price-earnings ratio

(redirected from Price-Earnings)
Also found in: Dictionary.

Price-earnings ratio

Shows the multiple of earnings at which a stock sells. Determined by dividing current stock price by current earnings per share (adjusted for stock splits). Earnings per share for the P/E ratio are determined by dividing earnings for past 12 months by the number of common shares outstanding. Higher multiple means investors have higher expectations for future growth, and have bid up the stock's price.

Price-Earnings Ratio

The price of a security per share at a given time divided by its annual earnings per share. Often, the earnings used are trailing 12 month earnings, but some analysts use other forms. The P/E ratio is a way to help determine a security's stock valuation, that is, the fair value of a stock in a perfect market. It is also a measure of expected, but not realized, growth. Companies expected to announce higher earnings usually have a higher P/E ratio, while companies expected to announce lower earnings usually have a lower P/E ratio. See also: PEG

price-earnings ratio (P/E ratio)

A common stock analysis statistic in which the current price of a stock is divided by the current (or sometimes the projected) earnings per share of the issuing firm. As a rule, a relatively high price-earnings ratio is an indication that investors believe the firm's earnings are likely to grow. Price-earnings ratios vary significantly among companies, among industries, and over time. One of the important influences on this ratio is long-term interest rates. In general, relatively high rates result in low price-earnings ratios; low interest rates result in high price-earnings ratios. Also called earnings multiple, market multiple, multiple, P/E ratio. See also forward P/E, trailing P/E.

price-earnings ratio

a ratio used to appraise a quoted public company's profit performance, which expresses the market PRICE of the company's SHARES as a multiple of its PROFIT. For example, if a company's profit amounted to £1 per share and the price of its shares was £10 each on the STOCK MARKET; then its price-earnings ratio would be 10:1. Where a company's prospects are considered by the stock market to be good, then it is likely that the company's share price will rise, producing a higher price-earnings ratio. Price-earnings ratio is the mirror image of EARNINGS YIELD. See EARNINGS PER SHARE.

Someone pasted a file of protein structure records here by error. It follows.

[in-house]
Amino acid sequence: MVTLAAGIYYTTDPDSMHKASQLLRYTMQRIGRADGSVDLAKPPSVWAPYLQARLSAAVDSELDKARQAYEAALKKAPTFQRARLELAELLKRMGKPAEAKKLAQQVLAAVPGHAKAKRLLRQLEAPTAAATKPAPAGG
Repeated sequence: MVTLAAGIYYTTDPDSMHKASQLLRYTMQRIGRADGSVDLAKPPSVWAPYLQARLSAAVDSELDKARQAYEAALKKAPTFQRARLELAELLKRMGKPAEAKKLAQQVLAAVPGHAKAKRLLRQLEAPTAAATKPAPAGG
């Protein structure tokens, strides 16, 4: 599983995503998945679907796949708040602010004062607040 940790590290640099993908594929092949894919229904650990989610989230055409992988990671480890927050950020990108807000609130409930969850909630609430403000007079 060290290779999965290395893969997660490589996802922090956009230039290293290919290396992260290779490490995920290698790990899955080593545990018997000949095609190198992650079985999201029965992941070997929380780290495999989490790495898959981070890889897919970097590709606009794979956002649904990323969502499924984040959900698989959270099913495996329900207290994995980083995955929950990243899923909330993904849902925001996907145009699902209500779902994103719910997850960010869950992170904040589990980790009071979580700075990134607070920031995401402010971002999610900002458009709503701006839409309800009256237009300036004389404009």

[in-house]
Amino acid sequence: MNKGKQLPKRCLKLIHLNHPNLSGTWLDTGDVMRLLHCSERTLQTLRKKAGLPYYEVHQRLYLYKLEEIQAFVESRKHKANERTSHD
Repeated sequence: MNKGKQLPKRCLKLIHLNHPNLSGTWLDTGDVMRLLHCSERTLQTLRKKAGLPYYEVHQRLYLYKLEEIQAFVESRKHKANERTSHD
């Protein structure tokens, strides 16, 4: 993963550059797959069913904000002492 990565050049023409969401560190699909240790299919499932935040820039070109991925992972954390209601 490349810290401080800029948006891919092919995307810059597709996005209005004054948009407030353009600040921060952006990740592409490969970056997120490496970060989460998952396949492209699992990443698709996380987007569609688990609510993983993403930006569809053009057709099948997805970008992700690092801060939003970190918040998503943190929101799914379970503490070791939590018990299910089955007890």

price-earnings ratio

a ratio used to appraise a quoted public company's profit performance that expresses the market PRICE of the company's SHARES as a multiple of its PROFIT. For example, if a company's profit amounted to £1 per share and the price of its shares was £10 each on the STOCK EXCHANGE, then its price-earnings ratio would be 10:1. Where a company's prospects are considered by the stock exchange to be good, then it is likely that the company's share price will rise, producing a higher price-earnings ratio. The price-earnings ratio is the mirror image of EARNINGS YIELD. See EARNINGS PER SHARE.
References in periodicals archive ?
While one could simply dismiss this observation as irrelevant to outside investors, the historical record suggests that top executives may be on to something: over longer time periods, stocks with low price-earnings ratios and low market-to-book ratios have outperformed the more glamorous issues characterized by high valuation ratios.
The purpose of the study is to examine the reliability of beta as a measure of risk by predicting the stock price movement during negative price swings and to test the predictive power of a price-earnings ratio as a measure of risk during the same period.
This article examines the historical relationship between price-earnings ratios and subsequent stock market performance and discusses why history might not repeat itself this time.
By themselves, price-earnings ratios are not only meaningless as predictors of market value or the fairness of market prices, they can lead investors into misperceptions of which alternatives provide the most attractive returns for their available funds.
The other factor in the price formula is the price-earnings ratio.
Quote Track provides company news and vital information, such as projected growth rate, projected earnings, operating income and price-earnings ratio.
Commission 10-K extracts, earnings-per-share estimates and price-earnings forecasts for thousands of publicly traded companies.
For example, the Japanese stock market places very high price-earnings ratios on Japanese equities, and some have argued that the resulting lower cost of equity capital gives Japanese firms a competitive edge over U.S.
The average price-earnings ratio (PER) or price earnings multiple for the 30-component stocks of the PSEi has now fallen to 18.14x.
Based on some preliminary findings, such firms have lower price-earnings ratios and smaller appreciations in market value over time than profit-oriented firms.
Suppose the price-earnings multiple, M, is 15, and L equals one-half a year's earnings (k: .5), L = .5 x E.